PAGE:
“I feel very vulnerable to the accusation that I don’t give till it hurts because I live very well, and travel with my kids and have a nice house and the rest of it, so before I made that challenge, I felt I had to spend some time really thinking about that and really talking to my husband about it and so when I made the $1m challenge it definitely was one that hurt. There are a lot of things we are going to have to give up in order to get that done. I just didn’t feel right talking to those people in that room unless I was putting my money were my mouth was.”
But, she adds: “The problem is: in my position in life, I’ll never feel like I give enough.”
That “position”, of course, is thanks to her famous surname. (Her father, Roy, is a nephew of the late Walt Disney.)
Disney is open about her life. “My name sort of sets me apart and it causes people to offer me more credit for things when I’m right, and less credit for things when I’m wrong. And it tends to take neutrality out of everybody’s reactions and that works in my favour and against me,” she says. “And then, of course, there is the fact that no matter how I might rough it I can always go to the fancy hotel if I want and knowing that is always in your back pocket is existentially very different than what it is to other people.”
So when she set up her family foundation, she named it the Daphne Foundation, an anagram of her, and her husband, Pierre Hauser’s, initials.
“My name is complicated. If I throw my name on to a foundation then it becomes about something entirely else,” Disney says.
But she concedes there are times when trotting out the Disney name is necessary. “When I have used my name it’s been because I’ve thought that if Abby Disney jumps in, the water is fine and other people will jump in too, and it has worked that way a lot. Some people just need the first one to jump in,” she says. “If you feel your money is going to push other money into the ring, then you had better use your name.”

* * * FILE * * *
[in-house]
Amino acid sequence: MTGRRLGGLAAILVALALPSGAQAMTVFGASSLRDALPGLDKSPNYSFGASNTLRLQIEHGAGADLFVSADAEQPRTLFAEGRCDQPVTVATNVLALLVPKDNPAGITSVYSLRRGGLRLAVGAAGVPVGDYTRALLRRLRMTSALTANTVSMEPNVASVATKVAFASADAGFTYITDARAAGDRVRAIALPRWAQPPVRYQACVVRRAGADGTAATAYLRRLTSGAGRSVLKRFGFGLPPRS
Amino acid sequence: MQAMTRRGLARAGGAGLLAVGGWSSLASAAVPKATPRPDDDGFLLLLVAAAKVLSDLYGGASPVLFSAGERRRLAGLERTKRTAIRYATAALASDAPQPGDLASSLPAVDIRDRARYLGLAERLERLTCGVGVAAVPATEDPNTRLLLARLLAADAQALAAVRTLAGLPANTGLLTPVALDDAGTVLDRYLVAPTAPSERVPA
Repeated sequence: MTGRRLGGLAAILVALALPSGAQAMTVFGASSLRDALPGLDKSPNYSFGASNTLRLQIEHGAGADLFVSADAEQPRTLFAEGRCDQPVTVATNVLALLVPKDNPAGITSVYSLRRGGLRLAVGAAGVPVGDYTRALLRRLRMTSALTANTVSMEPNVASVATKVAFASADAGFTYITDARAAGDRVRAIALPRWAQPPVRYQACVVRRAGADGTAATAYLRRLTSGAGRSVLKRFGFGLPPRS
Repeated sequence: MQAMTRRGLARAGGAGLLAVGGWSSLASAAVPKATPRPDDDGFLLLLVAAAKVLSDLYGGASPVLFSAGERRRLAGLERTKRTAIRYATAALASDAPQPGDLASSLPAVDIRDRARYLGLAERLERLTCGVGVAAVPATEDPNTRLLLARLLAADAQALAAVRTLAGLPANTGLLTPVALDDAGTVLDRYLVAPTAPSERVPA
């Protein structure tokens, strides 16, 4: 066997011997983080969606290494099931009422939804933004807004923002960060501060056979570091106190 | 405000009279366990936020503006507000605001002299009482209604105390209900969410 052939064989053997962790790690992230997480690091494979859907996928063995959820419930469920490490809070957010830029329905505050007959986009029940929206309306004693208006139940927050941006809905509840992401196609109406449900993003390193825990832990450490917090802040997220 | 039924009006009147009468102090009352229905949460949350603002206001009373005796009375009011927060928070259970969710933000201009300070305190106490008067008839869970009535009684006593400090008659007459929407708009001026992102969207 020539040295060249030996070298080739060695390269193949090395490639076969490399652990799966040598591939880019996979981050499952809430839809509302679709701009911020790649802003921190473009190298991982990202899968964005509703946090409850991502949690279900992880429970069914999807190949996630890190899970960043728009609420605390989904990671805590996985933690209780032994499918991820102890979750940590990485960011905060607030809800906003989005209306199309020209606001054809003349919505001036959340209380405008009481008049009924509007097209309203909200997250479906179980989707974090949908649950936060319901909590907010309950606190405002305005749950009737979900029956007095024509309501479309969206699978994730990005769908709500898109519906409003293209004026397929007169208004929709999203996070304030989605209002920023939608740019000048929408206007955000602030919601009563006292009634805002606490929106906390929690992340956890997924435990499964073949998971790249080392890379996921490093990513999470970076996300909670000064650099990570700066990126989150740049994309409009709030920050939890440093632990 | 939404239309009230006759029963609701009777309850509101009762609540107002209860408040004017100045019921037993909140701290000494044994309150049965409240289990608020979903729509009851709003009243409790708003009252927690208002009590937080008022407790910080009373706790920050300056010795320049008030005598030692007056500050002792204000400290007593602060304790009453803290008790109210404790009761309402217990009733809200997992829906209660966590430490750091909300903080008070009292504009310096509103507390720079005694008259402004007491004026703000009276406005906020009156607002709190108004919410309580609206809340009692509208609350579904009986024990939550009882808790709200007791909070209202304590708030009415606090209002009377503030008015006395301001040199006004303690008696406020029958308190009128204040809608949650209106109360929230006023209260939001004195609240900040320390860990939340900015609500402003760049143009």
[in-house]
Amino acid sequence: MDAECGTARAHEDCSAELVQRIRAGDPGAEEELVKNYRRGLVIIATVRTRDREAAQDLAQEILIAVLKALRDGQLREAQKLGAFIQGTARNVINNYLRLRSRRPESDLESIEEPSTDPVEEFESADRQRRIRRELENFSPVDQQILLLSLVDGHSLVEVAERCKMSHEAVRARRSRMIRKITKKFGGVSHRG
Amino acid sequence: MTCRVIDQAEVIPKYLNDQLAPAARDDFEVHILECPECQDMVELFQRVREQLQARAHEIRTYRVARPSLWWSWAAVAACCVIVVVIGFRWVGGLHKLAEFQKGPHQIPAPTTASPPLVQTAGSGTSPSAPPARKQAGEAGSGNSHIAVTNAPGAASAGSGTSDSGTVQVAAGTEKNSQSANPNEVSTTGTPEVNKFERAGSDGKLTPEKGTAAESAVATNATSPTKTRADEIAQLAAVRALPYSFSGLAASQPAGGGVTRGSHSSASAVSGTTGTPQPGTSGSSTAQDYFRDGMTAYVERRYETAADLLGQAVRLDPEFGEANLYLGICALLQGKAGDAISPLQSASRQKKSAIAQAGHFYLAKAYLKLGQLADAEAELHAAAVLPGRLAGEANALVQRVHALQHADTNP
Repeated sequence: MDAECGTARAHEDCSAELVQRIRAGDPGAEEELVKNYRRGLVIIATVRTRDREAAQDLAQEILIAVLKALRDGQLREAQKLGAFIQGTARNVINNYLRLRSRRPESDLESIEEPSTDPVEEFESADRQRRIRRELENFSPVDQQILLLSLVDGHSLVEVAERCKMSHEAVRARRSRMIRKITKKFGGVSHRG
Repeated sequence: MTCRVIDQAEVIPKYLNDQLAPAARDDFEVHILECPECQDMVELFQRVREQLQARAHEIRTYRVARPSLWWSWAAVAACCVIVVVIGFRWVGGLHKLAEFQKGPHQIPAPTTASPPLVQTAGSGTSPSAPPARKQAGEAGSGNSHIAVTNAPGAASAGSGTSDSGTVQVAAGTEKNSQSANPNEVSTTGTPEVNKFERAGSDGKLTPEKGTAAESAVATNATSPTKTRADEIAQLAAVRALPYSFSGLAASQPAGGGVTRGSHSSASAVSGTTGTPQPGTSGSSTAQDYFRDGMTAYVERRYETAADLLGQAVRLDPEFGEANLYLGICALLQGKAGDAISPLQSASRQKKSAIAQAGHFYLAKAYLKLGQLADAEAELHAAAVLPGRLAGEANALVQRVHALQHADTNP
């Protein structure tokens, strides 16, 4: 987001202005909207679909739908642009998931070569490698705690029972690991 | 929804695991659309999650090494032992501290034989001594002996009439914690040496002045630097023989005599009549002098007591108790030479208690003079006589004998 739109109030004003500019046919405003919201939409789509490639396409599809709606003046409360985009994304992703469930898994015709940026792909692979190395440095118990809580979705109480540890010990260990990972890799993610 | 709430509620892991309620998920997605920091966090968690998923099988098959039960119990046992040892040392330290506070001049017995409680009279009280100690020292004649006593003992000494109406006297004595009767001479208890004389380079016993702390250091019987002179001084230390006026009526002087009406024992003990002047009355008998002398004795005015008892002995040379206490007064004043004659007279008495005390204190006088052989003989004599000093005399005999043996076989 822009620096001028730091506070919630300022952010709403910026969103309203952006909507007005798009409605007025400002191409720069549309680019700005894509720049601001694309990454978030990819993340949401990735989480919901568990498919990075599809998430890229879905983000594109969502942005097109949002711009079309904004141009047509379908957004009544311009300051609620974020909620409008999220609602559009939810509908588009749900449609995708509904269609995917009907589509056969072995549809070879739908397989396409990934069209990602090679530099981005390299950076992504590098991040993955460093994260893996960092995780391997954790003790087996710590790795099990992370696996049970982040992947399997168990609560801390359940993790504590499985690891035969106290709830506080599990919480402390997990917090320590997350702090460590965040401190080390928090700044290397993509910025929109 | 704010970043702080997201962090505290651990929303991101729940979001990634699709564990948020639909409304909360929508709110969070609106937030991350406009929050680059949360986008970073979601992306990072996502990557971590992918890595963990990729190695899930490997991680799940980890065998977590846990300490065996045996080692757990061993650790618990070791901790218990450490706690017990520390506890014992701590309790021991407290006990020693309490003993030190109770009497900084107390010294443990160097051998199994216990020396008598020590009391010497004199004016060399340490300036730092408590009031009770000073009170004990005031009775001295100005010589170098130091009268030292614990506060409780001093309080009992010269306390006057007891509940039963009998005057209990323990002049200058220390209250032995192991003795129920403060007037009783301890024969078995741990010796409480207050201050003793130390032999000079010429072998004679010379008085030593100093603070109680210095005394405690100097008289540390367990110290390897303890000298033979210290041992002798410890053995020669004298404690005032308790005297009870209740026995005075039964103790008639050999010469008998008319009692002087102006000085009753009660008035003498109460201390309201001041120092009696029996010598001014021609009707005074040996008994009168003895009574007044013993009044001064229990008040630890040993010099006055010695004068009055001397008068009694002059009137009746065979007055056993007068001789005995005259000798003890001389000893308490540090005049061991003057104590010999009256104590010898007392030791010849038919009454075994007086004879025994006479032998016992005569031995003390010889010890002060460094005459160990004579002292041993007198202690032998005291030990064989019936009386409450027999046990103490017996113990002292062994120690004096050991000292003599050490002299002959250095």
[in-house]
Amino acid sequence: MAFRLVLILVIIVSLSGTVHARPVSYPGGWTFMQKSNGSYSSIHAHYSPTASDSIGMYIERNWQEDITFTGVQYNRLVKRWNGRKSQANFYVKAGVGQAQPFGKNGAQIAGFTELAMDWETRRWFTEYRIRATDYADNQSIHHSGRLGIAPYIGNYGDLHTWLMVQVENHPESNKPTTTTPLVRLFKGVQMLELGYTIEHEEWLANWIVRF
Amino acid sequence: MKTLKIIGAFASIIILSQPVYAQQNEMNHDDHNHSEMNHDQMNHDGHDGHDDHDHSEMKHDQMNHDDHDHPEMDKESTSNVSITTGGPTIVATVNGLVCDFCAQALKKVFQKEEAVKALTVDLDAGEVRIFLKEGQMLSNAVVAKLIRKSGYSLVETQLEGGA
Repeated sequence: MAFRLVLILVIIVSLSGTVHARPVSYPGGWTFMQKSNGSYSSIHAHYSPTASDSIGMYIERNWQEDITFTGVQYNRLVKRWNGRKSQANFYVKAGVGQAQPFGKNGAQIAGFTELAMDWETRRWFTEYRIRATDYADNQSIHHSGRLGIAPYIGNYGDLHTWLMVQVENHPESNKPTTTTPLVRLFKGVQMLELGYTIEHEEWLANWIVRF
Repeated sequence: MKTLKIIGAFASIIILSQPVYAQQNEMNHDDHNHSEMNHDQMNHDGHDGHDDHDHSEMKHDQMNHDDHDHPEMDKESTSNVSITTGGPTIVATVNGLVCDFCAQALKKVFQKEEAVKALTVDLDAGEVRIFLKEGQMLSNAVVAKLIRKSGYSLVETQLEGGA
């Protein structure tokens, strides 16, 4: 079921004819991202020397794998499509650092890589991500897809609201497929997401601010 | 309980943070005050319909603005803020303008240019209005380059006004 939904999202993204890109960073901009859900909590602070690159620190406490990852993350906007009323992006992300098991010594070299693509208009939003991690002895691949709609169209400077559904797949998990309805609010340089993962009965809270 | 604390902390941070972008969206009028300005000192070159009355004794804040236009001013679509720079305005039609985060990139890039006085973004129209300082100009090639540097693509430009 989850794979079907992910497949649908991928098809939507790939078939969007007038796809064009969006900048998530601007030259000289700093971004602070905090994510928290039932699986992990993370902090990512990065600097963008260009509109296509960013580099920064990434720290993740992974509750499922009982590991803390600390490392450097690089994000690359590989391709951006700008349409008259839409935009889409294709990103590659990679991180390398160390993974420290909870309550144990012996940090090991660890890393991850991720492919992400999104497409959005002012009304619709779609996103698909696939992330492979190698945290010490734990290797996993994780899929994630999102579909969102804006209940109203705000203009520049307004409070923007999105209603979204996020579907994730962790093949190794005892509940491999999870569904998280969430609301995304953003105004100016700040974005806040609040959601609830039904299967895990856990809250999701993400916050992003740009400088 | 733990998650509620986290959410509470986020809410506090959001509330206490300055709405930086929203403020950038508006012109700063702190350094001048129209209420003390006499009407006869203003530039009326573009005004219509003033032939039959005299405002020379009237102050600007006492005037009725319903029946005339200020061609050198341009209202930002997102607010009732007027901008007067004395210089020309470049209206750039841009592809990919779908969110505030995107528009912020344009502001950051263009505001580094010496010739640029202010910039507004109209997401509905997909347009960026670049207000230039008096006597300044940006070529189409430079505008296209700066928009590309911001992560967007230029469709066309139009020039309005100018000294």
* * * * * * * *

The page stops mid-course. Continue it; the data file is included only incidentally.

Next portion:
It took time for Disney to become comfortable with large gifts.
“I held back on that kind of gift for a lot of years because I simply had a very mundane problem that a lot of women in my position have, which is I was afraid of it. It felt like I was going to make it all go away, it really felt like one of those little spores that you touch and it turns to powder. I really had a genuine fear that I was going to be a bag lady,” Disney says. “And once I started really getting in there and managing it myself and taking some ownership of it, I saw that it’s not dust at all, you can move it around, it changes, and grows and does all the stuff it’s supposed to do. It’s not that hard. And, having figured that out, I feel like I’m driving the train now.”
It is the fear of exposure, she says, that often keeps wealthy women from being upfront about their philanthropy. “There are ways to be upfront about your giving: it’s not necessarily about the hospital wing being named after you but it’s incredibly important as a tool for drawing other money in,” she says.
It takes courage, she adds, to be bold about giving, especially when wealth is inherited. “It takes a pretty strong personality to take the reins when Daddy made the reins and Daddy chose the people who are riding with you and it’s all in Daddy’s office. That’s hard to do.”
In between juggling her philanthropic work, four children, and business life, Disney is producing a documentary film about the critical role of women in bringing about peace in Liberia.
“I could trace for you the direct line from folding laundry in Gretchen’s living room to finding myself in Monrovia talking to these remarkable women who challenged Charles Taylor to stop the civil war there, and it was just by connecting the dots,” she says.
The greatest reward of her work, Disney says, is the human connection. “I am richer than I could ever imagine being in friendships and relationships and what could be better than that? I would take that over a Rolex watch any day of the week. I don’t go around in a Chanel suit, and I bite my fingernails, and I’m not fabulous, and I’m not thin and all the rest of it, but I will tell you, I am a happy girl.”
Tuesday: Part Four – a conversation with Susan Berresford, president of the Ford Foundation